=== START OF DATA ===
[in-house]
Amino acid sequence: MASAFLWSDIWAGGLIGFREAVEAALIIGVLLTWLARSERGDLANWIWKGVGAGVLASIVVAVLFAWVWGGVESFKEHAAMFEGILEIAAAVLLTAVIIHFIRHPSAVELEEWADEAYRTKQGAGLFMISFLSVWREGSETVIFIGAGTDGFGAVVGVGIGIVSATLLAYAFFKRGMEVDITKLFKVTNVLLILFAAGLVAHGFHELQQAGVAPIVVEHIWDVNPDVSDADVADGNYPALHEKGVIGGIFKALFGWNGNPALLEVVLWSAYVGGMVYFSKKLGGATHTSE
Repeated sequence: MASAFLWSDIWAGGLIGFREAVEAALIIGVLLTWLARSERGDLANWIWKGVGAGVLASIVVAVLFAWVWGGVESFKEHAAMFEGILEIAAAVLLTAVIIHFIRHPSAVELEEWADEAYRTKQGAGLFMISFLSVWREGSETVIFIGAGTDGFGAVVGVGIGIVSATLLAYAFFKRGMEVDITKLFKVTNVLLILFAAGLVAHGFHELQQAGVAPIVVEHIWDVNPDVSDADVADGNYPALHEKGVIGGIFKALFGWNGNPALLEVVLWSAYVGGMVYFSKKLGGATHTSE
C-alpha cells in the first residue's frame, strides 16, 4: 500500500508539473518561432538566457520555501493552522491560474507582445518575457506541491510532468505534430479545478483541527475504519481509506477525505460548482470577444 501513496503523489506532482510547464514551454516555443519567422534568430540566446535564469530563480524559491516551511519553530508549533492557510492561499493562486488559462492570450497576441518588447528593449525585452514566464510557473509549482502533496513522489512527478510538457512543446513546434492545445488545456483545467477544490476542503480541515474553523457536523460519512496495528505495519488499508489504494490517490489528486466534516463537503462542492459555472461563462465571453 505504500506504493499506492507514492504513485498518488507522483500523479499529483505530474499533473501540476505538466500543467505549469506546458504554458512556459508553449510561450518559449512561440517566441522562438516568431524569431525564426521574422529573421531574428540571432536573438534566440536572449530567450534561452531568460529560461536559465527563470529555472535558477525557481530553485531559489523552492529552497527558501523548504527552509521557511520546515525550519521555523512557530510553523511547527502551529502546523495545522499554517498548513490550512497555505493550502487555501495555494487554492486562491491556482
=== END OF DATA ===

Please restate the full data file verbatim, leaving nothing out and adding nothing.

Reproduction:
[in-house]
Amino acid sequence: MASAFLWSDIWAGGLIGFREAVEAALIIGVLLTWLARSERGDLANWIWKGVGAGVLASIVVAVLFAWVWGGVESFKEHAAMFEGILEIAAAVLLTAVIIHFIRHPSAVELEEWADEAYRTKQGAGLFMISFLSVWREGSETVIFIGAGTDGFGAVVGVGIGIVSATLLAYAFFKRGMEVDITKLFKVTNVLLILFAAGLVAHGFHELQQAGVAPIVVEHIWDVNPDVSDADVADGNYPALHEKGVIGGIFKALFGWNGNPALLEVVLWSAYVGGMVYFSKKLGGATHTSE
Repeated sequence: MASAFLWSDIWAGGLIGFREAVEAALIIGVLLTWLARSERGDLANWIWKGVGAGVLASIVVAVLFAWVWGGVESFKEHAAMFEGILEIAAAVLLTAVIIHFIRHPSAVELEEWADEAYRTKQGAGLFMISFLSVWREGSETVIFIGAGTDGFGAVVGVGIGIVSATLLAYAFFKRGMEVDITKLFKVTNVLLILFAAGLVAHGFHELQQAGVAPIVVEHIWDVNPDVSDADVADGNYPALHEKGVIGGIFKALFGWNGNPALLEVVLWSAYVGGMVYFSKKLGGATHTSE
C-alpha cells in the first residue's frame, strides 16, 4: 500500500508539473518561432538566457520555501493552522491560474507582445518575457506541491510532468505534430479545478483541527475504519481509506477525505460548482470577444 501513496503523489506532482510547464514551454516555443519567422534568430540566446535564469530563480524559491516551511519553530508549533492557510492561499493562486488559462492570450497576441518588447528593449525585452514566464510557473509549482502533496513522489512527478510538457512543446513546434492545445488545456483545467477544490476542503480541515474553523457536523460519512496495528505495519488499508489504494490517490489528486466534516463537503462542492459555472461563462465571453 505504500506504493499506492507514492504513485498518488507522483500523479499529483505530474499533473501540476505538466500543467505549469506546458504554458512556459508553449510561450518559449512561440517566441522562438516568431524569431525564426521574422529573421531574428540571432536573438534566440536572449530567450534561452531568460529560461536559465527563470529555472535558477525557481530553485531559489523552492529552497527558501523548504527552509521557511520546515525550519521555523512557530510553523511547527502551529502546523495545522499554517498548513490550512497555505493550502487555501495555494487554492486562491491556482